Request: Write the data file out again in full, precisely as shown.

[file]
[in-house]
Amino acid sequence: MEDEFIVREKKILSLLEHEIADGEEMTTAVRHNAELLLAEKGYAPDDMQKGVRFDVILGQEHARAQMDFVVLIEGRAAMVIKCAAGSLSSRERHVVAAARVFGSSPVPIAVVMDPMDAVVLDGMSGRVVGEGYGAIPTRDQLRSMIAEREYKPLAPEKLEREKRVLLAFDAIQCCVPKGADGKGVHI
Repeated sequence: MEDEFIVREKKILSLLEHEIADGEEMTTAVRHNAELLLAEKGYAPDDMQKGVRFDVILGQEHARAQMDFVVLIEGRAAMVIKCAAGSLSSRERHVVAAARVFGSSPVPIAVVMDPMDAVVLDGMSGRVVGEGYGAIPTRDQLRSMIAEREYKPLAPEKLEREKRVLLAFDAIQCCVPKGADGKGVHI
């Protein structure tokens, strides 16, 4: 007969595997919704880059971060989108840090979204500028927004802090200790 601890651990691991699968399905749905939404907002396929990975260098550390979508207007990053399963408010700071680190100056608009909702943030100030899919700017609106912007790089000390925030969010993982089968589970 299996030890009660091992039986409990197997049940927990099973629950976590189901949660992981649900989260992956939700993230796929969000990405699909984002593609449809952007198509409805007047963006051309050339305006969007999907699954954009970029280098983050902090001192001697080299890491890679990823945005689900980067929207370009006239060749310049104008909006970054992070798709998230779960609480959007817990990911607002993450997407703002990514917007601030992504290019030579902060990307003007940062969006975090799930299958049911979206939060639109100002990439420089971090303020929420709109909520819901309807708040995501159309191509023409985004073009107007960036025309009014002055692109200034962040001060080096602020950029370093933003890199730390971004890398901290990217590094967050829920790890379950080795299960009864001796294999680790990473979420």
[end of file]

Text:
[in-house]
Amino acid sequence: MEDEFIVREKKILSLLEHEIADGEEMTTAVRHNAELLLAEKGYAPDDMQKGVRFDVILGQEHARAQMDFVVLIEGRAAMVIKCAAGSLSSRERHVVAAARVFGSSPVPIAVVMDPMDAVVLDGMSGRVVGEGYGAIPTRDQLRSMIAEREYKPLAPEKLEREKRVLLAFDAIQCCVPKGADGKGVHI
Repeated sequence: MEDEFIVREKKILSLLEHEIADGEEMTTAVRHNAELLLAEKGYAPDDMQKGVRFDVILGQEHARAQMDFVVLIEGRAAMVIKCAAGSLSSRERHVVAAARVFGSSPVPIAVVMDPMDAVVLDGMSGRVVGEGYGAIPTRDQLRSMIAEREYKPLAPEKLEREKRVLLAFDAIQCCVPKGADGKGVHI
């Protein structure tokens, strides 16, 4: 007969595997919704880059971060989108840090979204500028927004802090200790 601890651990691991699968399905749905939404907002396929990975260098550390979508207007990053399963408010700071680190100056608009909702943030100030899919700017609106912007790089000390925030969010993982089968589970 299996030890009660091992039986409990197997049940927990099973629950976590189901949660992981649900989260992956939700993230796929969000990405699909984002593609449809952007198509409805007047963006051309050339305006969007999907699954954009970029280098983050902090001192001697080299890491890679990823945005689900980067929207370009006239060749310049104008909006970054992070798709998230779960609480959007817990990911607002993450997407703002990514917007601030992504290019030579902060990307003007940062969006975090799930299958049911979206939060639109100002990439420089971090303020929420709109909520819901309807708040995501159309191509023409985004073009107007960036025309009014002055692109200034962040001060080096602020950029370093933003890199730390971004890398901290990217590094967050829920790890379950080795299960009864001796294999680790990473979420």